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Moving On

Temperature +1C, wind 15 kts, 2 meter swells, 63 degrees 18 minutes South and 136 degrees 0 minutes E.

ABOARD THE JOIDES RESOLUTION, OFF THE COAST OF WILKES LAND, ANTARCTICA– So, guess what? We had to abandon our first drill hole, the one I wrote about yesterday. Turned out we had drilled into a massive body of sand, gravel, and big rocks. This came from the bulldozer effect of the ice on Antarctica. The force of the Ice Sheet as it grew to the edge of the Antarctic continental shelf scraped off all this rock and debris and bulldozed it into the deep sea – and think of a bulldozer with unlimited horsepower and a blade 2000 km wide. The power of ice to erode the hardest rock and move it great distances is unmatched by any other natural process on Earth. We just HAPPENED to be trying to drill where a deep sea canyon or channel was taking the heaviest stuff. This was unexpected from all of our pre-drill site survey work, and to be honest, very unlucky on our part – there aren’t that many channels of this type out here in the deep sea.

Our drill could only go 40 meters into the seafloor before it started to get stuck. But we described the core all night and learned some new things – like what kind of rock is under the ice. Since almost no rock sticks up above the ice, this is how we tell what is underneath. So every hole, even a short one like this one, has a story to tell.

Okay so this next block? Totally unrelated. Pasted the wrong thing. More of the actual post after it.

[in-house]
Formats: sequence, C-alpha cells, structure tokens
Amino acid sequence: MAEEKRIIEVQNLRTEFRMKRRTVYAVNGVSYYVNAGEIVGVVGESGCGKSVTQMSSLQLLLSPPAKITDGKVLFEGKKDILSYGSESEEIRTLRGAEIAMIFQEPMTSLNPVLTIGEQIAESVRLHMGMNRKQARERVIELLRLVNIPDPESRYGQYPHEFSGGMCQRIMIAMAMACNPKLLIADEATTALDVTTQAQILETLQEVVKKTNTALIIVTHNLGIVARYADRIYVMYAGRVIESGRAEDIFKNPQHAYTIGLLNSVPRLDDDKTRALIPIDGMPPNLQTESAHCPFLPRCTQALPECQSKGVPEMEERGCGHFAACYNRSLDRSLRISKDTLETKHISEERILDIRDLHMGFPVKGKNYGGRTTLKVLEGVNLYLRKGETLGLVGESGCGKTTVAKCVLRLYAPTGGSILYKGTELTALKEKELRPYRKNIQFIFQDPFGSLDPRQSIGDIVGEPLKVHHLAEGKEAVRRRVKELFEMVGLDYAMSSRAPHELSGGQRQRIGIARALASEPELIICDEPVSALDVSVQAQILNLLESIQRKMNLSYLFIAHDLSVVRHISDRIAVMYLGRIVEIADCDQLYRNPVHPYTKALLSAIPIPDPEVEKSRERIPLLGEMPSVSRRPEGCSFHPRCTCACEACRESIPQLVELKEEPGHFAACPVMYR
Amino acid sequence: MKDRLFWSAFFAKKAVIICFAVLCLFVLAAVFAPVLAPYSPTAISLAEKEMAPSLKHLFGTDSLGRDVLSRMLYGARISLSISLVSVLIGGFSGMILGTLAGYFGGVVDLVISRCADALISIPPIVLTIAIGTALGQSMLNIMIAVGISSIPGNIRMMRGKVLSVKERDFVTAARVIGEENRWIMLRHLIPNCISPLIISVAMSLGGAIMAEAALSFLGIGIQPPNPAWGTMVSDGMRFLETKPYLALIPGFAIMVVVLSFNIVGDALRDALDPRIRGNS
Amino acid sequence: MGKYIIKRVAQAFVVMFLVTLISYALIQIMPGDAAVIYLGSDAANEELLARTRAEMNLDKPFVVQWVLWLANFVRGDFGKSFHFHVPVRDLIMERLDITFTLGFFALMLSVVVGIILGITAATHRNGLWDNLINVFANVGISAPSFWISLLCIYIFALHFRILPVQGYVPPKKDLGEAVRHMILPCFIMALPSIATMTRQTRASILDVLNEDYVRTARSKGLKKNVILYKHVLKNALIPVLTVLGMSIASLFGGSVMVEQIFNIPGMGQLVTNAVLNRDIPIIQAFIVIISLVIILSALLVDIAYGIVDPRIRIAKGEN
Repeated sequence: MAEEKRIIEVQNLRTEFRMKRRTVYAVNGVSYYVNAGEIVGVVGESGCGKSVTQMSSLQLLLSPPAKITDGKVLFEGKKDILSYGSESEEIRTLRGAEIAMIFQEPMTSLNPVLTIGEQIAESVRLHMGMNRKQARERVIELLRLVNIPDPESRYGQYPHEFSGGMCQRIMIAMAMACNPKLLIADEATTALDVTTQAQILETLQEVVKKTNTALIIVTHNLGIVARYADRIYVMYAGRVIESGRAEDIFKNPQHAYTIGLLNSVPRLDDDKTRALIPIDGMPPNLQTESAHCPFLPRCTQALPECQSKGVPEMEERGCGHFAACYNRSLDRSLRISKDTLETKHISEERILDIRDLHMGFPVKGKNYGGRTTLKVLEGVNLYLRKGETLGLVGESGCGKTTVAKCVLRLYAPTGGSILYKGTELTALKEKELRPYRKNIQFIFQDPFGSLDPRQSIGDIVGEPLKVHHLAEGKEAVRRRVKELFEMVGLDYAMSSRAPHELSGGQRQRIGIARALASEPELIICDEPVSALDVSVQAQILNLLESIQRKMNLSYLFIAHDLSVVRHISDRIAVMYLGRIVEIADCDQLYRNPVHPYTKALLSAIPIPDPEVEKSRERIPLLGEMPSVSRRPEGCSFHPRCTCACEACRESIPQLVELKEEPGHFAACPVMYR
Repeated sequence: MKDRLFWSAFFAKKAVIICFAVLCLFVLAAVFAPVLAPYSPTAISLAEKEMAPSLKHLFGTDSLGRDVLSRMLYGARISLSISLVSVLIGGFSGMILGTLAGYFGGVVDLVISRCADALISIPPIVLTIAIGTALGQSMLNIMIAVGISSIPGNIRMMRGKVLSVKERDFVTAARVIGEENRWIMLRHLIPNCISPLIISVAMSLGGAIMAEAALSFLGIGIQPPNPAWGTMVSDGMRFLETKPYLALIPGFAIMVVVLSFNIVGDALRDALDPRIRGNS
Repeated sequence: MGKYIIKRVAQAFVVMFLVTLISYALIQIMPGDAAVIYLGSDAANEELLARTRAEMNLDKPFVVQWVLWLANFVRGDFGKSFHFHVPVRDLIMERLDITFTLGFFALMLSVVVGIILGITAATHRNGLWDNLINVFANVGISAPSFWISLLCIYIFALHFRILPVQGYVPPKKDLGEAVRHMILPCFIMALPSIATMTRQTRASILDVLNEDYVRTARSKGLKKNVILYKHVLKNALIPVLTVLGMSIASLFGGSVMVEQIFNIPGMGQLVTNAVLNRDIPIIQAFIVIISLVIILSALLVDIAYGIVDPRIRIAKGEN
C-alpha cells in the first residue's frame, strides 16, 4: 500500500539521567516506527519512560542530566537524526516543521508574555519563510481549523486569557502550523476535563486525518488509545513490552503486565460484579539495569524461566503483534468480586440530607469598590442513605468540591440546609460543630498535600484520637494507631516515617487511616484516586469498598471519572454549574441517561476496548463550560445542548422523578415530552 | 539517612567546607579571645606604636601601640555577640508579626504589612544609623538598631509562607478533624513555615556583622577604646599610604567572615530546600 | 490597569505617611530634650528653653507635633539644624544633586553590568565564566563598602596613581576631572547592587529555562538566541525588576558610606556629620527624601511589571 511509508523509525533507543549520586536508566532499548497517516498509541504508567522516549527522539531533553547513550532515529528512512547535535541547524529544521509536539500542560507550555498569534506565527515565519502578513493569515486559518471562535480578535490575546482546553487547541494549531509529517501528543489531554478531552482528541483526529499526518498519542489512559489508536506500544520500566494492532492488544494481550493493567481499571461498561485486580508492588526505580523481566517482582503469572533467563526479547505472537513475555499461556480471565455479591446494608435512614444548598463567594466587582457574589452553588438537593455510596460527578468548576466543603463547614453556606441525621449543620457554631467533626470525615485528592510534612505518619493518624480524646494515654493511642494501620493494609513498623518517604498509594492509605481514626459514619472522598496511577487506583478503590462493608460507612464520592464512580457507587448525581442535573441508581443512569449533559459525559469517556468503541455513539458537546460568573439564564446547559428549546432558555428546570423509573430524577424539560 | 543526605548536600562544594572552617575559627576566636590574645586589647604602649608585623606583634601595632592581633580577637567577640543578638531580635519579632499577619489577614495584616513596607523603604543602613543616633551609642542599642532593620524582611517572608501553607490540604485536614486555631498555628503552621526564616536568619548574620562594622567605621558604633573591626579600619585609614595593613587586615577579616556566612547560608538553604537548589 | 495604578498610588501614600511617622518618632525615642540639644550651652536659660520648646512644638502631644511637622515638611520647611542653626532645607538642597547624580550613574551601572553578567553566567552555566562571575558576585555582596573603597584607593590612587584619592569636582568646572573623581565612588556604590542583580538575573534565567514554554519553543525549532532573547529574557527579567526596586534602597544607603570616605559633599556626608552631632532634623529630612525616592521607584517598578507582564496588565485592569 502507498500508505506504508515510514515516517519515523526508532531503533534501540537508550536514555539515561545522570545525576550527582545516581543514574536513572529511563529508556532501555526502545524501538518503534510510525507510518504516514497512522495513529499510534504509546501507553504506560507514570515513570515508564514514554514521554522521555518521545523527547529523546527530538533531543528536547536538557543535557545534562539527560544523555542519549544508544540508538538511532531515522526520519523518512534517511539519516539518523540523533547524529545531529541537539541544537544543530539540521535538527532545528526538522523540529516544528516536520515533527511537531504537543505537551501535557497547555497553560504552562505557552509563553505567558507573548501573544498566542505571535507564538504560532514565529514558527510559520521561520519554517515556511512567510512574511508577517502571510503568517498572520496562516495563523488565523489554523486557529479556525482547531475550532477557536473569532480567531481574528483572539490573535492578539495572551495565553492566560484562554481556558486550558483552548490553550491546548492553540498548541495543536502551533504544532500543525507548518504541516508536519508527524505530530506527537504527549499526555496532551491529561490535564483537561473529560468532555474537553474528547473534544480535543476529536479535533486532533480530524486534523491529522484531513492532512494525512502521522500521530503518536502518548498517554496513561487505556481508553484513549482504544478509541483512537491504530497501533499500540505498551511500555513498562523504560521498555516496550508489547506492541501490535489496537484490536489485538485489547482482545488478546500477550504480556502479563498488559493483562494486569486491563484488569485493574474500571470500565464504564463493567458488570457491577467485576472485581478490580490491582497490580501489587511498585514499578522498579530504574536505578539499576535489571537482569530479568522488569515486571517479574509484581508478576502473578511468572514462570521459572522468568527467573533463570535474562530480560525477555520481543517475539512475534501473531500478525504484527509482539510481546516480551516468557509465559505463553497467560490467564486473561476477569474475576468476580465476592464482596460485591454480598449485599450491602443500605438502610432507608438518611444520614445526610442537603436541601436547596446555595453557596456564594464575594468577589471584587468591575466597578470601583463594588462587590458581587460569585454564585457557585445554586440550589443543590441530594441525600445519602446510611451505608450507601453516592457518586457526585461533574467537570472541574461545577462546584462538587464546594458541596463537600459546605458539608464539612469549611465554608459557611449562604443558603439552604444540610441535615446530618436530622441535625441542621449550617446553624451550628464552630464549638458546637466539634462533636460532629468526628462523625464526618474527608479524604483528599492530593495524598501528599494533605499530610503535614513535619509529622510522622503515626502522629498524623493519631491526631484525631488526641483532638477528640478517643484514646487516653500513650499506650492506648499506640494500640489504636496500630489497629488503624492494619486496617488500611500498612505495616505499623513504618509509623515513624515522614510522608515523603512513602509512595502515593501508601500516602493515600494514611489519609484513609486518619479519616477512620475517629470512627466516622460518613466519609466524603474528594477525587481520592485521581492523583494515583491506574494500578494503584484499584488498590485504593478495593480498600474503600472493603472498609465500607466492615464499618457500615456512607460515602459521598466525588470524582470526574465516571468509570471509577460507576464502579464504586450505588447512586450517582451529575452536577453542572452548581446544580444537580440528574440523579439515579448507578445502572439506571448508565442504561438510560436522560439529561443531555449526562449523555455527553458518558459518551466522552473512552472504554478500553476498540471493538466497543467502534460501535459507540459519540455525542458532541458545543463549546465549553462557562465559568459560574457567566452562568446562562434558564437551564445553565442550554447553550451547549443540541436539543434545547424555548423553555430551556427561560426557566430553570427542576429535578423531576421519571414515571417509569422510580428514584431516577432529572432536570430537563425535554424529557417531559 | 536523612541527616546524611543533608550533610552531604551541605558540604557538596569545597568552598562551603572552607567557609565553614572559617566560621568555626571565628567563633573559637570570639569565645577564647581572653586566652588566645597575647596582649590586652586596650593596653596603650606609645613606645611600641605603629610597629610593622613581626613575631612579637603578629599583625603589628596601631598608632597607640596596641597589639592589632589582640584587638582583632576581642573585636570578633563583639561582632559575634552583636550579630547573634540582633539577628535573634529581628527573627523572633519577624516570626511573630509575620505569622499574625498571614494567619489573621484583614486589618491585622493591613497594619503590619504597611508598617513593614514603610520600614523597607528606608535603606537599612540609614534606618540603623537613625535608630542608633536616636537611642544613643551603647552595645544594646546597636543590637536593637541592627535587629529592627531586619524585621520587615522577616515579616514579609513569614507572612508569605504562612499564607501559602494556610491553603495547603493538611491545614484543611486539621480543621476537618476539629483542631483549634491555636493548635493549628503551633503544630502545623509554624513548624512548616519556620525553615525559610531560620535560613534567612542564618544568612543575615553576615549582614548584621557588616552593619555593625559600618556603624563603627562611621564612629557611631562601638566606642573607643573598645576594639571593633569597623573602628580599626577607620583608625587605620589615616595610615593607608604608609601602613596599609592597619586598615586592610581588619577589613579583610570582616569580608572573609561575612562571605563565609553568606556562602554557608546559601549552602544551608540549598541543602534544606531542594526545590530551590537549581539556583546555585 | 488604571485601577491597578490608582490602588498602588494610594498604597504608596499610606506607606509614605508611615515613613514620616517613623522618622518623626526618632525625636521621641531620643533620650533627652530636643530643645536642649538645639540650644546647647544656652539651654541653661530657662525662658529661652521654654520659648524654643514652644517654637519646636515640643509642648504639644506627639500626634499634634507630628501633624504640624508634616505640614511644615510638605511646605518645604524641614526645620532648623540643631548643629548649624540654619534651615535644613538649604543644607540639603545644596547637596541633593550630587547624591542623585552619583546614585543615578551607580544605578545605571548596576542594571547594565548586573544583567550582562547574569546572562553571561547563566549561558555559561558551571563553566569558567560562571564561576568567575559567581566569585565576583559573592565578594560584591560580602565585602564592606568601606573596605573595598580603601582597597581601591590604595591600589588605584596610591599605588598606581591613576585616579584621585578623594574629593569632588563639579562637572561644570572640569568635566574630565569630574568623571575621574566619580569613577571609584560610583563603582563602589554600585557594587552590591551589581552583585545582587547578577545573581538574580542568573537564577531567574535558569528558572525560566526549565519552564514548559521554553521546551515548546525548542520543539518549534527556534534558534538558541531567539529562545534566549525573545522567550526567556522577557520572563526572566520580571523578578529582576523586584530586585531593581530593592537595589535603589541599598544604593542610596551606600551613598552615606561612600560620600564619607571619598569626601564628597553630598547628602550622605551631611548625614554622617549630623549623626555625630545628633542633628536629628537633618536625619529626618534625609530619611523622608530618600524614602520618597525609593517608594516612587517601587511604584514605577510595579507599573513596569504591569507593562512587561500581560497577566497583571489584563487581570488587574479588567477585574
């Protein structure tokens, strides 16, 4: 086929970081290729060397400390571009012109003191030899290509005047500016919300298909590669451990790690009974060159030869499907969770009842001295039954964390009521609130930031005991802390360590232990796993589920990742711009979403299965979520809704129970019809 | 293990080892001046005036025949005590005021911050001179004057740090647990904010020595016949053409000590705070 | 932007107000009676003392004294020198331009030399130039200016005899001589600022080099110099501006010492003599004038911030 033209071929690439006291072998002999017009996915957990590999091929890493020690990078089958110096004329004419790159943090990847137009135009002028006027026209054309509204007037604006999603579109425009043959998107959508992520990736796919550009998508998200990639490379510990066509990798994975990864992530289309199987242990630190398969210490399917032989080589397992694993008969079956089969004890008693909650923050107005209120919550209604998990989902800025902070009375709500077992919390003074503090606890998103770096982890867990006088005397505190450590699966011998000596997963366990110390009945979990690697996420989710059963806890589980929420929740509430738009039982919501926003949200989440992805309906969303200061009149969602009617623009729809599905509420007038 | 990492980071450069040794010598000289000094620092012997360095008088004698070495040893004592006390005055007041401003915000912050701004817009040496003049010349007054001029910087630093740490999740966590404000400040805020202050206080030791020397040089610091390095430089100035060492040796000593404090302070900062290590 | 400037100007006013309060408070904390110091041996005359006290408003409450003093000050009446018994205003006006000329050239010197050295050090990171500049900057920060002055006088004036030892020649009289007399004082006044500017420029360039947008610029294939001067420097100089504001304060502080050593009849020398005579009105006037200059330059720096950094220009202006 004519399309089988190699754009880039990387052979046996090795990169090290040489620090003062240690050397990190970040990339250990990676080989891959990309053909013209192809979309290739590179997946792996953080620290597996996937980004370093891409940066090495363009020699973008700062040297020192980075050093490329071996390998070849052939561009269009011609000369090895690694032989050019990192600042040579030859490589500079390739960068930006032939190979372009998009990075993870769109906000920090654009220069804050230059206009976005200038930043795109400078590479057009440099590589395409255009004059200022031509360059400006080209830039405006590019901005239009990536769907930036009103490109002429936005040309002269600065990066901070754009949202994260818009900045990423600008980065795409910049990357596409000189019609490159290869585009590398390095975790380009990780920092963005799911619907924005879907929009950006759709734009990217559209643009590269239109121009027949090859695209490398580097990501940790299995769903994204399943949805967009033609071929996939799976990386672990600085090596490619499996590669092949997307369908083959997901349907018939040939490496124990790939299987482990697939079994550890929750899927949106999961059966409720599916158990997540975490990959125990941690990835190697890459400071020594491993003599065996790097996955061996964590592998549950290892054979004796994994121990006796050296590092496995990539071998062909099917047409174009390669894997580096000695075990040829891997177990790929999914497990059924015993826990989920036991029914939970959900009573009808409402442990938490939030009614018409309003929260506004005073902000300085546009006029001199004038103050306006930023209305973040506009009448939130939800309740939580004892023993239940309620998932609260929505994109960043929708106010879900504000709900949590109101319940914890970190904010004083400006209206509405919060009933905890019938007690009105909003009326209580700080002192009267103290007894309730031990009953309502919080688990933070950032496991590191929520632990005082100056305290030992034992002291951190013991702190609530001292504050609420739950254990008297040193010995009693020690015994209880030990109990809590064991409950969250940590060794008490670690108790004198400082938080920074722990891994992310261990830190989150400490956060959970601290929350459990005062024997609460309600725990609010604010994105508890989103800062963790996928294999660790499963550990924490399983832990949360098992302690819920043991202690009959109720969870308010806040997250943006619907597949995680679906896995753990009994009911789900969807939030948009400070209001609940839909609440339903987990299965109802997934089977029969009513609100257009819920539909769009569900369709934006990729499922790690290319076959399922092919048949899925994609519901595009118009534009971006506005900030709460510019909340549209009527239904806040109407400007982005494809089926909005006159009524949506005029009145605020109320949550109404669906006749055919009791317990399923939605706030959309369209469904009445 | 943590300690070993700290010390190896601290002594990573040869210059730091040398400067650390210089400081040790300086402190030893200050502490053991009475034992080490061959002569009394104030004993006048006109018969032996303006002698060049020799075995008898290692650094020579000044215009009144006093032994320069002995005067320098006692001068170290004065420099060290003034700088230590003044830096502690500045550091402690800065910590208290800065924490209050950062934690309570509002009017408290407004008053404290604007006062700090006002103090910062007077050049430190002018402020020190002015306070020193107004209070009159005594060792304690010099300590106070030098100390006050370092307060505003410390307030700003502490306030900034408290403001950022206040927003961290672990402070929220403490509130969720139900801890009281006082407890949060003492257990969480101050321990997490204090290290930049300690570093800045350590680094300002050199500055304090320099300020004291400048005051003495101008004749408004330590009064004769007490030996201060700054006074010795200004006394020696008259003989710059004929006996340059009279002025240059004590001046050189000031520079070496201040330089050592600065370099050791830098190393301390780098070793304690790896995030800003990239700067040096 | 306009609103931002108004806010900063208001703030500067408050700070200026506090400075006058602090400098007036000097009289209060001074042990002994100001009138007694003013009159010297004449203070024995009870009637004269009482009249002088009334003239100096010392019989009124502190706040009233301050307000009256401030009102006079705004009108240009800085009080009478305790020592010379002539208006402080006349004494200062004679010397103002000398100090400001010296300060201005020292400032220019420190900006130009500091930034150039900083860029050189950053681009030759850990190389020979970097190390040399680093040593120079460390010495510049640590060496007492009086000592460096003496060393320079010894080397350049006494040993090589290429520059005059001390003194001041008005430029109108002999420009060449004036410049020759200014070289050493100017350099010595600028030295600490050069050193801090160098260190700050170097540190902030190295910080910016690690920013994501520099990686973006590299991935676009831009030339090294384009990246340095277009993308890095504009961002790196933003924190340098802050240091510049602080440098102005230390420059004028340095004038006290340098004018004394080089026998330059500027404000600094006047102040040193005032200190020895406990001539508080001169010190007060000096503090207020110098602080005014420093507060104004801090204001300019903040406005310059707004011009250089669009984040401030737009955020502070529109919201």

We’ve since moved 84 nautical miles to place where we are sure there is no channel. The water is deeper but we are much more likely to achieve our main objective of seeing back into a time when Antarctica was ice free. So, we are all still excited and we are also trained as it was the first time the entire team of 30 scientists worked together with the staff and technicians on the ship to recover and describe the core.

Here are a few photos. The Albatrosses around the ship are amazing. They follow us everywhere.

Black-browed Albatross from the deck of the JR Expedition 318.

Expedition 318 scientists waiting for the first core.

Sakai-san, my roomate aboard the Joides Resolution Exp 318. He is an expert in Radiolarians, a really cool microsfossil.
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